Posted: 17 July 2017

Five changes that could make a difference to missing children and young people

Running away is a child’s cry for help. It is a sign that there are problems in their lives – problems that, with the right support and intervention, could be resolved. It is vital that we get the response right for children who go missing or run away.

The right response to missing children

Over the last decade, there has been a considerable shift in our understanding of the issues affecting children who run away or go missing from home or care. We now have a better understanding of the links between going missing and child sexual exploitation and a better picture of the risks facing children missing from care.

Encouragingly, in many areas greater awareness of risks to missing children has been accompanied by improvements in practice.

A need for better communication

However, this progress has not been consistent across all geographical areas or all agencies with responsibilities for missing children.

Our latest report – Making Connections: Understanding how local agencies can better keep missing children safe - identified poor information sharing between the police and children’s services, and inappropriate initial and ongoing risk assessment when a child is reported as missing.

We also found a lack of opportunities for children to share their experiences and worries with an independent professional through the return interview. And for children who are looked after and placed out of their home area, there are additional barriers to getting a timely and proper response when they are missing.

Five changes that could make a difference

Taking the findings from our research, we have created five changes that we believe could make a real difference to the lives of children who go missing or are at risk of going missing:


The initial police risk assessment should be informed by all relevant, information about the risks facing the young person.

When a child is reported missing, the risk assessment needs to be created with the input of different agencies who have been in contact with the child and may hold vital pieces of the puzzle. This includes the police, children’s services, schools and voluntary sector organisations.


All police forces should allow children’s services to flag a child as high risk on police databases.

Or, at the very least, allow children’s services to request to flag a child as high risk. This would allow them to bring a child’s vulnerabilities to the attention of the police.


Statutory guidance should be revised to include guidance on information sharing from return home interviews.

Local authorities and the police should work in partnership with statutory partners to invest in training on obtaining sufficient information from return home interviews. They should ensure that all partners are aware of the principles of good information sharing.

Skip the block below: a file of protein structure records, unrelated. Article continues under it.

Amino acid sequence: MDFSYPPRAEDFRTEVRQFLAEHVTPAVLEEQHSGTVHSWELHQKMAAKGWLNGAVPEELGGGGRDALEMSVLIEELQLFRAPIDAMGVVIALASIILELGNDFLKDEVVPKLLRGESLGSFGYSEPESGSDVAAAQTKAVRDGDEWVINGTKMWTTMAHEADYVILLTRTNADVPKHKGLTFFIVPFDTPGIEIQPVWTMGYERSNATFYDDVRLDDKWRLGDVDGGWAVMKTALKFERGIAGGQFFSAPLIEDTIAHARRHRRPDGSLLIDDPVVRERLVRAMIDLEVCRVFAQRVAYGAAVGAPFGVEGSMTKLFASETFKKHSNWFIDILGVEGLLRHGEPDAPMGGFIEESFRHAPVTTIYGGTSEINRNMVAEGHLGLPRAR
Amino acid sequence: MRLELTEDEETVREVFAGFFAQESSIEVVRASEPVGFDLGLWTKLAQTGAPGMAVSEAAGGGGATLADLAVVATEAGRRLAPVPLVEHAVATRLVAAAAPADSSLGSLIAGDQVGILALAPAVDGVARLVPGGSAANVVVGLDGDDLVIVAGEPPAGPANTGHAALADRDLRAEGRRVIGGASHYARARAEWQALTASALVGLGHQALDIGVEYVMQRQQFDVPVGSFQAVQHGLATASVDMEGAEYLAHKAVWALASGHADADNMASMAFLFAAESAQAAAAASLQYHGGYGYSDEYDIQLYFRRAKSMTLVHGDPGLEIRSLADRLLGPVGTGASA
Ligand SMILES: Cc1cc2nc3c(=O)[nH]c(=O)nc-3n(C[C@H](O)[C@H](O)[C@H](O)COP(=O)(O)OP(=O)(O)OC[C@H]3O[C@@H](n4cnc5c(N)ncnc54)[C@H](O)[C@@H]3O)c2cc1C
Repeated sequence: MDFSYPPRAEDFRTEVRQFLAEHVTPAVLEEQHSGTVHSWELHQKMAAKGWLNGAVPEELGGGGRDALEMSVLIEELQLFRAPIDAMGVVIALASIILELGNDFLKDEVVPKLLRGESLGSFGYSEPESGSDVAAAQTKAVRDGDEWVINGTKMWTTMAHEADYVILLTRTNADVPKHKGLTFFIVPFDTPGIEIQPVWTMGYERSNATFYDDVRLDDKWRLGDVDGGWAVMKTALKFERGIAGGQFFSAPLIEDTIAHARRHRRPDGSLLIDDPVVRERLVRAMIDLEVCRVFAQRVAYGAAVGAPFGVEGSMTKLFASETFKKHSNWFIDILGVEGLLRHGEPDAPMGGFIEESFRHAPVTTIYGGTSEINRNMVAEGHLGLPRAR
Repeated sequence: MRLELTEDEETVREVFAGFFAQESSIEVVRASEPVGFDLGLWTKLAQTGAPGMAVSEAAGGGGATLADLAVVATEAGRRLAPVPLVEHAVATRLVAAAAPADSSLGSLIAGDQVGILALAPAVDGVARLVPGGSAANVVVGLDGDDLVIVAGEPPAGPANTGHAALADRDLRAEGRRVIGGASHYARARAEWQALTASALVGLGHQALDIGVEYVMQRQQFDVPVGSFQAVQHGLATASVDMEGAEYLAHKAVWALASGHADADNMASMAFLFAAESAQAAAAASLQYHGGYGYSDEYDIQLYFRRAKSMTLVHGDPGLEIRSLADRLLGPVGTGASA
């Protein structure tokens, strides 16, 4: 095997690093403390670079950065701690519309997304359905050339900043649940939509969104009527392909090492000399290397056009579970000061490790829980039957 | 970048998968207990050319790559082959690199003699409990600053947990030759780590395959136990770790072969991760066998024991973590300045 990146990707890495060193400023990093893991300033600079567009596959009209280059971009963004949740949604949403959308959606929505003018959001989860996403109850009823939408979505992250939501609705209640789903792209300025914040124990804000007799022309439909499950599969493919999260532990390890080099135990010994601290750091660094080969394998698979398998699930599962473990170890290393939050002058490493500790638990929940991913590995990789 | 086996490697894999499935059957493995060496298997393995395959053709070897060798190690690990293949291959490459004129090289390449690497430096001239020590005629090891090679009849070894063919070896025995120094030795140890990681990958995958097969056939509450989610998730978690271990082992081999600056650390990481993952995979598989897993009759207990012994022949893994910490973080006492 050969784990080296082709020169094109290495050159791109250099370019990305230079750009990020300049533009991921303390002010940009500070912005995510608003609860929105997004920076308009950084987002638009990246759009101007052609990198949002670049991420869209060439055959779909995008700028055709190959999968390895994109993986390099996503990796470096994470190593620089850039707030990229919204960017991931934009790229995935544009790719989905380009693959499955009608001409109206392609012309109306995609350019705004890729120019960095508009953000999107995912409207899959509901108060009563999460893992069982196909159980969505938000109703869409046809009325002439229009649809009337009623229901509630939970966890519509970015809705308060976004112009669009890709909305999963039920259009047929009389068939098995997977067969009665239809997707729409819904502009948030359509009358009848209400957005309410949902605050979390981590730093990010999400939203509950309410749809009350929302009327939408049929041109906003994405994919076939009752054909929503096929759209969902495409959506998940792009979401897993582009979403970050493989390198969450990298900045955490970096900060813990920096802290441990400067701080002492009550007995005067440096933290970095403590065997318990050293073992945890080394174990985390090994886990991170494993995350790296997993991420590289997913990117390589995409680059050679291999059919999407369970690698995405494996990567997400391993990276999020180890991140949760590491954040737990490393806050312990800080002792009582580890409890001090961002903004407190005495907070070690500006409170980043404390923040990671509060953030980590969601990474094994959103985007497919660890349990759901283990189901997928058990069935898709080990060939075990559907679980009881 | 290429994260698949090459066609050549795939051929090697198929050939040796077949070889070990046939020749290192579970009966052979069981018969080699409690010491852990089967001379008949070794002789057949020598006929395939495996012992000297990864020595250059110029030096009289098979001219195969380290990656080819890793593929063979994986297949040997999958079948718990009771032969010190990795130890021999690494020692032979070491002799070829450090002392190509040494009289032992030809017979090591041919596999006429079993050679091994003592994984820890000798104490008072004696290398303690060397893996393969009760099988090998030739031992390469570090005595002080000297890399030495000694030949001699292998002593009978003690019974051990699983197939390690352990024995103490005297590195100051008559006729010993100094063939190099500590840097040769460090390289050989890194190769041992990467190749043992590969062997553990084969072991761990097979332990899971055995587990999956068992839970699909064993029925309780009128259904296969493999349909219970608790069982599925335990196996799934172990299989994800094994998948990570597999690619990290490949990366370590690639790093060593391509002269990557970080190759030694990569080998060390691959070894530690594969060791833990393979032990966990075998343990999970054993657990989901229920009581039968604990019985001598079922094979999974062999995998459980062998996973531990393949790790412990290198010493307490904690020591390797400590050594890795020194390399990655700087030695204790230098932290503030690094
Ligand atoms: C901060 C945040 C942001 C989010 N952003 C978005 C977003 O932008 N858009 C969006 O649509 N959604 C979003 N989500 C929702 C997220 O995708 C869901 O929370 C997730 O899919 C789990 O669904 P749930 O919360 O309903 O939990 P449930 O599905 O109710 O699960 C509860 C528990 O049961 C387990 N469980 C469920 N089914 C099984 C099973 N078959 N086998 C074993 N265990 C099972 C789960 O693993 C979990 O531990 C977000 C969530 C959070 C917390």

Information obtained during a return home interview should be used to inform the response that the child receives.

The statutory guidance must specify that local authorities must act on recommendations made about the welfare of a young person following a return interview.


Local authorities must work together with the police to ensure that looked-after children who are placed out of area do not slip through the net.

When placing a child outside of their home area, local authorities should notify the police force in the area of the placement. The Government should amend the statutory guidance on children who run away or go missing from home or care to ensure this.

Small changes make a big impact

Different agencies hold different information about a child, making it vital that they work together to build the whole picture of the vulnerabilities facing young people going missing.

Our report found that accurate, timely and pertinent information sharing is key. This could range from information contained in a looked-after child’s risk assessment, intelligence gathered in a previous return home interview or knowledge about the child’s physical and mental health.

Whilst we have come a long way in recent years to respond better to missing children, we must not be complacent.

Solutions do not need to be expensive. Simple changes in how services work together can help to ensure the response to missing children continues to improve. These small changes can have a big impact on a young person’s life.

Read our latest report: making connections

By Hannah Chetwynd - Policy team

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